To this end, Nestlé Nigeria recently signed an agreement with Alliance for a Green Revolution in Africa (AGRA), which aims to improve food security by increasing the interest and opportunities for youth in farming and agri-food businesses in West Africa.
The programme, “Youth Agripreneurship Development Programme (YADIS),’’ will reach 800 youths in Nigeria over the next two years.
The programme is focused on two value chains: A Cassava Plan, targeted at 400 youths implemented by Psaltry International Limited and a Cereals Plan also targeted at 400 youths, implemented by CBIL.
YADIS provides training on good agricultural practices, post-harvest management, food safety and entrepreneurial skills, while providing expert mentorship to help the youth become profitable in their farming enterprises.
The programme also provides input credit to access the right quality and quantity of various farm inputs required for increased productivity, while also linking participants to financial institutions to secure additional funding for business sustainability.
Building Future Entrepreneurs is another way the company promotes youth employment through “My Own Business (MYOWBU),’’ programme which works with young people to start their own small businesses as mobile café entrepreneurs.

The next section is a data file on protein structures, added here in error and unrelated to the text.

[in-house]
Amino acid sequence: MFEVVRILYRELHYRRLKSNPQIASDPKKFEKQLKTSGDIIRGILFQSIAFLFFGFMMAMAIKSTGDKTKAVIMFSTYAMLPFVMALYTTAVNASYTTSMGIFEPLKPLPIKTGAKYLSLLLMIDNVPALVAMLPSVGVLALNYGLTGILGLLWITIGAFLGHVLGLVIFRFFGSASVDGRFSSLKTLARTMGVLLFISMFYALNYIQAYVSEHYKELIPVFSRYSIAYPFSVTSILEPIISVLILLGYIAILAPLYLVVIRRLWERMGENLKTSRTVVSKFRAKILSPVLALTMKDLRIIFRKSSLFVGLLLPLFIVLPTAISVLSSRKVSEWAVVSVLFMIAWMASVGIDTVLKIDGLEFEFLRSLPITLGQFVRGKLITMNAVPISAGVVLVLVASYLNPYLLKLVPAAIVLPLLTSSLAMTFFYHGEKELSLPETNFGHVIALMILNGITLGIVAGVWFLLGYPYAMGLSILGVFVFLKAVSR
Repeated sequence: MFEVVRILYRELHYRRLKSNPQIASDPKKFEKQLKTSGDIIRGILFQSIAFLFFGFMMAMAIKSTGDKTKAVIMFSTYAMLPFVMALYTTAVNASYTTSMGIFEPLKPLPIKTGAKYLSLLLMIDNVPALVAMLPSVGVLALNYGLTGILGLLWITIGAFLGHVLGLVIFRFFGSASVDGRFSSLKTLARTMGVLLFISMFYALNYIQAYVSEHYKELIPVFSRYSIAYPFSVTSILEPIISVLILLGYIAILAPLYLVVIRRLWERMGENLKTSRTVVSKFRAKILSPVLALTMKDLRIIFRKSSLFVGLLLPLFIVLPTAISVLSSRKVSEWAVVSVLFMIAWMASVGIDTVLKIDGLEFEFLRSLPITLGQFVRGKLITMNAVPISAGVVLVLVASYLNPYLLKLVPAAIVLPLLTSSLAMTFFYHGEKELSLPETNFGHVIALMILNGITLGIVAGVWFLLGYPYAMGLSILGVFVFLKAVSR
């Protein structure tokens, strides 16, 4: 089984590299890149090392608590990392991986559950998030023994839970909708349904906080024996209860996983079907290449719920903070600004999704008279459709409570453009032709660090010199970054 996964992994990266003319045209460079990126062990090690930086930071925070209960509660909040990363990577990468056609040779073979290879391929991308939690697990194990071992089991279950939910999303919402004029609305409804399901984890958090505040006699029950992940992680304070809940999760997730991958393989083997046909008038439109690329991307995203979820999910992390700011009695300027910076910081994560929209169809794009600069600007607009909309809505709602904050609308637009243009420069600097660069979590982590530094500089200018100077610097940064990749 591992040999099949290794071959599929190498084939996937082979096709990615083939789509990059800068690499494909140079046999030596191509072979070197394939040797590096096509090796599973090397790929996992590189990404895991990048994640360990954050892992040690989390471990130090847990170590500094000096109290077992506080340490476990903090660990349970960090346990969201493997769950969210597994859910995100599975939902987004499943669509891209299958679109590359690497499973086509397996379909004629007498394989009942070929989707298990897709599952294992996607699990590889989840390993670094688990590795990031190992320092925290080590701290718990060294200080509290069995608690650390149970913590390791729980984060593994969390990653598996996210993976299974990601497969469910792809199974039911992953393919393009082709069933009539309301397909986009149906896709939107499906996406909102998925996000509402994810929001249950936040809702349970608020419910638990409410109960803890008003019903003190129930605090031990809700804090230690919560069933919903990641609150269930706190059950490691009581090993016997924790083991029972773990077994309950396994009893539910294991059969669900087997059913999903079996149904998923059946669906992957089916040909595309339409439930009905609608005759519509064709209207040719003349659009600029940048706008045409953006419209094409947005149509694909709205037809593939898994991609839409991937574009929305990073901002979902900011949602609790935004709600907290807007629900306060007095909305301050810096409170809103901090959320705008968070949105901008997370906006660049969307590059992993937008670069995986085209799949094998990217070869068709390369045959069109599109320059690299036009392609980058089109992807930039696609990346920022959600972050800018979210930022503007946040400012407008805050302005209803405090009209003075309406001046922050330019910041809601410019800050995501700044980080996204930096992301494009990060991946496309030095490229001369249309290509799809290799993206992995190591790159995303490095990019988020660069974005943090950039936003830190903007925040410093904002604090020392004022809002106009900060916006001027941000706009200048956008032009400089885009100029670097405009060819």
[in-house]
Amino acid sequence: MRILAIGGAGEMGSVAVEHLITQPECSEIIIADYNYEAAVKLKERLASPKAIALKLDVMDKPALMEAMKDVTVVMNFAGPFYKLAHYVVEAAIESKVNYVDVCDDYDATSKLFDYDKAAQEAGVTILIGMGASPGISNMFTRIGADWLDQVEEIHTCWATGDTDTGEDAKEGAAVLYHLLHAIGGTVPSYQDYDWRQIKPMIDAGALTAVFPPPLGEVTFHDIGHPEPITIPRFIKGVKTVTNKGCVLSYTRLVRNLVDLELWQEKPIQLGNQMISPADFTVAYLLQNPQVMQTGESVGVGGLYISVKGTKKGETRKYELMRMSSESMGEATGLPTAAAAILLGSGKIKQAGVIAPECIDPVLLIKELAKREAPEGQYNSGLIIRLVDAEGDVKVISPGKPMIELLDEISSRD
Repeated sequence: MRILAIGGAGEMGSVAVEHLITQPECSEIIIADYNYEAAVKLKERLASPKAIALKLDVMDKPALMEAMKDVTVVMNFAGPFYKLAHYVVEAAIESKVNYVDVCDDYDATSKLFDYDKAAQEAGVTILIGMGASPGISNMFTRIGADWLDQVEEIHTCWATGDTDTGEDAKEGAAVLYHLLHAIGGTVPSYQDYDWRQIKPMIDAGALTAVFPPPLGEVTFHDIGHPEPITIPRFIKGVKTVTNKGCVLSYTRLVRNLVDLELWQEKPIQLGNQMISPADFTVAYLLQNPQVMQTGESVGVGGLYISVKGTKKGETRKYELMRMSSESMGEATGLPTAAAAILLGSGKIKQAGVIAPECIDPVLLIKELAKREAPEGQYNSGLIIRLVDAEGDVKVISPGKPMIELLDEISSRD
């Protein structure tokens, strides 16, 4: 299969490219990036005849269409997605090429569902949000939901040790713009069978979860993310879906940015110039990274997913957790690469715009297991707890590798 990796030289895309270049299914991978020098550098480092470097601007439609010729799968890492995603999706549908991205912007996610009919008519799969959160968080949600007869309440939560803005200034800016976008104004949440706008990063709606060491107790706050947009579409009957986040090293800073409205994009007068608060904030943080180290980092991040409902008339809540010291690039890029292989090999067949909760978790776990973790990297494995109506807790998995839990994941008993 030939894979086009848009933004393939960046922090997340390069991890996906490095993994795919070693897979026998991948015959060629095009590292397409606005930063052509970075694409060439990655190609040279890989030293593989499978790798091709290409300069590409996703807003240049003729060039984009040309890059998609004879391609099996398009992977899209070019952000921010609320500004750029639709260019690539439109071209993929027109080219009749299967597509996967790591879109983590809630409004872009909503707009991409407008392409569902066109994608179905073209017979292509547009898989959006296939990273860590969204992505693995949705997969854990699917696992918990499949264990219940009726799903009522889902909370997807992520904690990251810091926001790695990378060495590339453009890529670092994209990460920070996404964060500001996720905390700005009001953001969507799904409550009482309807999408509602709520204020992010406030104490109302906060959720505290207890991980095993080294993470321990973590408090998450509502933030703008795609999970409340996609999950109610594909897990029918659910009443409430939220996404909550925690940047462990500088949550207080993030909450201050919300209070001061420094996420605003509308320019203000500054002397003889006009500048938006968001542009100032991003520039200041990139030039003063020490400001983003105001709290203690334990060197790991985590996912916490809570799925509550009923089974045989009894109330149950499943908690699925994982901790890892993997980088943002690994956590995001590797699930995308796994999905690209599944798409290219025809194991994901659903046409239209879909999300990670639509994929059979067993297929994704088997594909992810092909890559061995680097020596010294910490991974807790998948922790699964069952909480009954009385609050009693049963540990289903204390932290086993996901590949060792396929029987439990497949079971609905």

By providing entrepreneurship training and startup equipment, Nestlé helps the youth to maximise their potential. Since the programme started, about 2,100 small businesses have been created.
The MYOWBU operators also form part of Nescafé’s consumer recruitment drive, thereby creating value both for the society and for Nestlé.
One of the beneficiaries of MYOWBU, Mr Wasiu Adeyeye, who started as a pushcart operator, has grown his business to a more upscale mobile café.
Adeyeye was a school leaver, who like most young Nigerians could not find gainful employment. He says he is thankful that he became part of the MyOwBu programme.
“When my friend and former schoolmate introduced me to the Nescafé pushcart initiative, I did not believe that this business would help me become successful in life.
“I soon realised that with hard work and persistence, I will succeed, so I patiently understudied my friend and worked diligently. Today, I am happy to say that, I have been able to cater for my wife and my child.
“I am able to pay my daughter’s school fees. In fact, we are doing well. I am confident that my future is promising,’’ Adeyeye said.
This is one of the beneficiary success stories that encourages Nestlé to keep investing in creating opportunities for young people to attain their highest potential.
Nestlé Nigeria continues to leverage the company’s global resources and knowhow to make a difference by driving societal progress.
Nestlé Nigeria is one of the largest food companies in Africa, with the purpose of unlocking the power of food to enhance quality of life for everyone today and for generations to come.
For over 58 years, the company has been delighting consumers around Nigeria by consistently delivering high quality nutritious food with staff strength of over 2,300 direct employees.
The company produces and markets several iconic brands, including NESTLÉ PURELIFE, GOLDEN MORN, MILO, MAGGI and NESCAFÉ. (NANFeatures)
**If used, please credit the writer as well as the News Agency of Nigeria (NAN)